Why ride-sharing apps frustrate government reach

In a city that prides itself on being among the nation’s most “techie,” there has been a decidedly un-techie reaction to the arrival of two ride-sharing companies that have challenged the status quo of traditional taxi services.

The City of Madison has cast a wary eye on the arrival of Lyft and Uber, companies that use smartphone applications to match riders with drivers who use their private cars. Young professionals love the idea; city regulators with worries about driver safety, insurance, and even the redlining of poor neighborhoods are much less enamored.

It’s just the latest example of how technology is outrunning the ability of regulators to keep pace. If regulators are truly intent on protecting the public, trying to stay ahead of the curve is legitimate. It can be counterproductive and even futile, however, if regulators seek to “fence in” incumbent markets and to limit consumer choice.

Lyft and Uber, themselves competitors, have been the darlings of venture capitalists of late, raising hundreds of millions of dollars to fund expansion in the United States and beyond. The companies have gained traction in some U.S. cities — Lyft launched in Milwaukee last week to much less controversy — but have been banned or practically so in others.

Still, investors are betting on the long-term customer appeal of being able to use a mobile phone app to connect with a willing ride versus calling a snarly dispatcher who may not care how long you wait at the airport.

In Madison, Mayor Paul Soglin has said he’s not buying the notion that Uber and Lyft only seek “donations” for ride-sharing services. Cab companies agree, saying ride-sharing is really a matter of bringing a passenger from Point A to Point B for a fee — which sounds a lot like a taxi service to them.



The ride-sharing companies contend they’re really technology companies making the marketplace more efficient. In some cities, they’ve been adept at gaining crowd-sourced support, with many of their customers openly accusing local officials of having grown too cozy with existing cab companies.

The clash between technology and regulation is not confined to ride-sharing, of course. Consider these issues in which the global nature of technology is changing how, when, and where governments can exert regulatory influence:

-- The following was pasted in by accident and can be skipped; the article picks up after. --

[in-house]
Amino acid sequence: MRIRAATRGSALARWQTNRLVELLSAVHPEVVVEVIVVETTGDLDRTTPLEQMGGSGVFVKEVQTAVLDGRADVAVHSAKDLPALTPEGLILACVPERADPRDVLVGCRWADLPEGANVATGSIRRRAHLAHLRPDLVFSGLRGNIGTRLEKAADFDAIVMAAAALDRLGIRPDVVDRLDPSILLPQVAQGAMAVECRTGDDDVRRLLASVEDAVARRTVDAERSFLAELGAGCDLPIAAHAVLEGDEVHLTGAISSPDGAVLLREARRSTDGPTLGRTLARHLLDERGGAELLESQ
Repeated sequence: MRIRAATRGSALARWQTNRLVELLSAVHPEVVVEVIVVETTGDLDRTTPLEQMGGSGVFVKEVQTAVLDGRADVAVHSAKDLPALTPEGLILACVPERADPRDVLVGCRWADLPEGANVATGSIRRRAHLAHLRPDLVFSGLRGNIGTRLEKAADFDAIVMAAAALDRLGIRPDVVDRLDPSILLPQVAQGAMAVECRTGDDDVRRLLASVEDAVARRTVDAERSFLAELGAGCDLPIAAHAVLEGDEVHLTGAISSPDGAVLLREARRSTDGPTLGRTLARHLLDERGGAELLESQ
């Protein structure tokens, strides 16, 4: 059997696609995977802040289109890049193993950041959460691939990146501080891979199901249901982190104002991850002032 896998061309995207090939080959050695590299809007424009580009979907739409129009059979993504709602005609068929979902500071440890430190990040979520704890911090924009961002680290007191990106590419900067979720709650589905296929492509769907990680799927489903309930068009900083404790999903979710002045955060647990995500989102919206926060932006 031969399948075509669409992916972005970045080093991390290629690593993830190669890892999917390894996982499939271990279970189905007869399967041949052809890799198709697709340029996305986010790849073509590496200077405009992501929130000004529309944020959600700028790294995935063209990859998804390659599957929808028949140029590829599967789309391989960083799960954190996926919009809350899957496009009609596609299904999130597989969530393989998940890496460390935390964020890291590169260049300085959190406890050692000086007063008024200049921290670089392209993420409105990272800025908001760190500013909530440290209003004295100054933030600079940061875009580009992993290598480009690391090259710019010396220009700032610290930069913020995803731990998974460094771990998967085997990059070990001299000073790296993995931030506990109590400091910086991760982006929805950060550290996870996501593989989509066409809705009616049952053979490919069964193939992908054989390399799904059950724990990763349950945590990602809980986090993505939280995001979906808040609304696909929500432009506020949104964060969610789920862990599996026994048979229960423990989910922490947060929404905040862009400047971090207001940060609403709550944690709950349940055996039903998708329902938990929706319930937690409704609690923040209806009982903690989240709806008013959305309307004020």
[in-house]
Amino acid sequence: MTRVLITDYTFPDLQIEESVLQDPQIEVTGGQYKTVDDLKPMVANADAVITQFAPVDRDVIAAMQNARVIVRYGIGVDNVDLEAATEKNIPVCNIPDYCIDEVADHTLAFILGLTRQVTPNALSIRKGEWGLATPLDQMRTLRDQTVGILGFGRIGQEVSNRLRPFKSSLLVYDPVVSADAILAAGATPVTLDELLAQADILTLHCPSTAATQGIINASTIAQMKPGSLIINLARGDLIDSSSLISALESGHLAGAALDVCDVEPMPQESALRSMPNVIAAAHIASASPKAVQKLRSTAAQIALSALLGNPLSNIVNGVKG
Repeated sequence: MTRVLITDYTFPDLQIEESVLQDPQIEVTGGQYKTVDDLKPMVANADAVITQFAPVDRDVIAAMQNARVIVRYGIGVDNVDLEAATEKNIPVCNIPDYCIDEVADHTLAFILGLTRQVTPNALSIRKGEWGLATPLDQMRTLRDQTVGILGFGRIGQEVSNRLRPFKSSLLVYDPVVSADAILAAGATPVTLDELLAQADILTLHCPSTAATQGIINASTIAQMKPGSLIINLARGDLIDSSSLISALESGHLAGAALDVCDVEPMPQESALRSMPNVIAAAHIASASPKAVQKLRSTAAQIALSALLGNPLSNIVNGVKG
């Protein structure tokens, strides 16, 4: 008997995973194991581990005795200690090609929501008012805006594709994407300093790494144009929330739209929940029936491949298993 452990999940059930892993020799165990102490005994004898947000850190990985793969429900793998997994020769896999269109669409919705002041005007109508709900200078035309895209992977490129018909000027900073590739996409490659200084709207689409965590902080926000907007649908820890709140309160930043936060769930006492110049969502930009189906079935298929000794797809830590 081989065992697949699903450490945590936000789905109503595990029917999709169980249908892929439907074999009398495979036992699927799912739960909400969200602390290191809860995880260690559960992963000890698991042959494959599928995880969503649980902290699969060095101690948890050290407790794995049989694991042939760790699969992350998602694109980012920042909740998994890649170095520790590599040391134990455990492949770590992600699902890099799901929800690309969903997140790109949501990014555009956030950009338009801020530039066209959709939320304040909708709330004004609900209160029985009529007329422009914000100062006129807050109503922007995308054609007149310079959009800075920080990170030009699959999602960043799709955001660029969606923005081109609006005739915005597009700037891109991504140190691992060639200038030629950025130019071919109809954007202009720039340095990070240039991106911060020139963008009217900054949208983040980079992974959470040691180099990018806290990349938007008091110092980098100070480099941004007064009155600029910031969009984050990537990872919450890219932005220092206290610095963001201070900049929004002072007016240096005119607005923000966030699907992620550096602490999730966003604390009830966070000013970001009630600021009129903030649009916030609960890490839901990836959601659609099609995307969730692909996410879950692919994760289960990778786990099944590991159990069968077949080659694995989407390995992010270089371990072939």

• Bitcoin is a peer-to-peer payment system, introduced as open source software in 2009, that could shake up how the world moves money. The digital currency created and used in the system is also referred to as a virtual currency, electronic money, or crypto-currency because cryptography is used in its creation and transfer. The bitcoin system is not controlled by a single entity, such as a central bank, which prompts concerns it may be used for illegal activities. Proponents see bitcoins as long-term investments or a hedge against their own country’s unstable currencies. While some governments have taken a hands-off approach, others have moved to regulate bitcoins or similar crypto-currencies.
  • The Internet has been largely a sales-tax-free zone for years, primarily due to a 1992 U.S. Supreme Court decision that said mail-order merchants did not need to collect sales taxes for sales in states where they did not have a physical presence. Local resistance to that rule has grown, over time, in part because traditional merchants think it is unfair and local and state governments want the revenues. The Streamlined Sales and Use Tax Agreement has aligned about 40 state governments, including Wisconsin, in finding Internet taxing solutions that simplify a complicated process.
  • “Net neutrality” is a debate that often gets lost in legalistic terms, but it boils down to the notion that the electronic pipes carrying our information online should be “dumb” — just like our phone lines. If the pipes are too smart, Internet service providers could discriminate or prioritize some content, websites, apps, or users over others. While it’s largely a federal issue, some state and local governments have gotten involved because they fear a widening of the “digital divide” between rich and poor, or the loss of educational services that cannot compete for Internet bandwidth.

Global markets and technologies have created new challenges for regulators, and for consumers who must decide if they need to be “protected” or given more choice to think for themselves. Cities such as Madison, which promotes itself as a haven for young, tech-savvy professionals, should recognize that embracing innovative industries and people sometimes means taking a fresh look at regulation.

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